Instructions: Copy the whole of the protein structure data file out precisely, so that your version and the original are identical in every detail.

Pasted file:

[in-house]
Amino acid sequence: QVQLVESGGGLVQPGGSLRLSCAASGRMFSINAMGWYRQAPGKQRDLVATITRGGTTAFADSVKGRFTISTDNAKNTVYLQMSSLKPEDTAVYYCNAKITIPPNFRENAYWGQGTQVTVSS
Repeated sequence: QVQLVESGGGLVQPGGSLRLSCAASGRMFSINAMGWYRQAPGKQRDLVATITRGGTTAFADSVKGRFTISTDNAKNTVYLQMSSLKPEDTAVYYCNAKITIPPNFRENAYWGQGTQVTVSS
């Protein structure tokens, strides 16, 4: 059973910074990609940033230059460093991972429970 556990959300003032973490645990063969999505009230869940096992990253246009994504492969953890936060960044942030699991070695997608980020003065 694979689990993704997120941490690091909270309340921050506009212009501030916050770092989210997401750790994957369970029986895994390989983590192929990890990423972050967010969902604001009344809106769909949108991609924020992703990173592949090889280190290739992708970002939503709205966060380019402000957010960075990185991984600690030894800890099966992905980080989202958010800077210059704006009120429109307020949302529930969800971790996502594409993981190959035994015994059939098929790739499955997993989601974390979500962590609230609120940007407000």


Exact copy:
[in-house]
Amino acid sequence: QVQLVESGGGLVQPGGSLRLSCAASGRMFSINAMGWYRQAPGKQRDLVATITRGGTTAFADSVKGRFTISTDNAKNTVYLQMSSLKPEDTAVYYCNAKITIPPNFRENAYWGQGTQVTVSS
Repeated sequence: QVQLVESGGGLVQPGGSLRLSCAASGRMFSINAMGWYRQAPGKQRDLVATITRGGTTAFADSVKGRFTISTDNAKNTVYLQMSSLKPEDTAVYYCNAKITIPPNFRENAYWGQGTQVTVSS
């Protein structure tokens, strides 16, 4: 059973910074990609940033230059460093991972429970 556990959300003032973490645990063969999505009230869940096992990253246009994504492969953890936060960044942030699991070695997608980020003065 694979689990993704997120941490690091909270309340921050506009212009501030916050770092989210997401750790994957369970029986895994390989983590192929990890990423972050967010969902604001009344809106769909949108991609924020992703990173592949090889280190290739992708970002939503709205966060380019402000957010960075990185991984600690030894800890099966992905980080989202958010800077210059704006009120429109307020949302529930969800971790996502594409993981190959035994015994059939098929790739499955997993989601974390979500962590609230609120940007407000």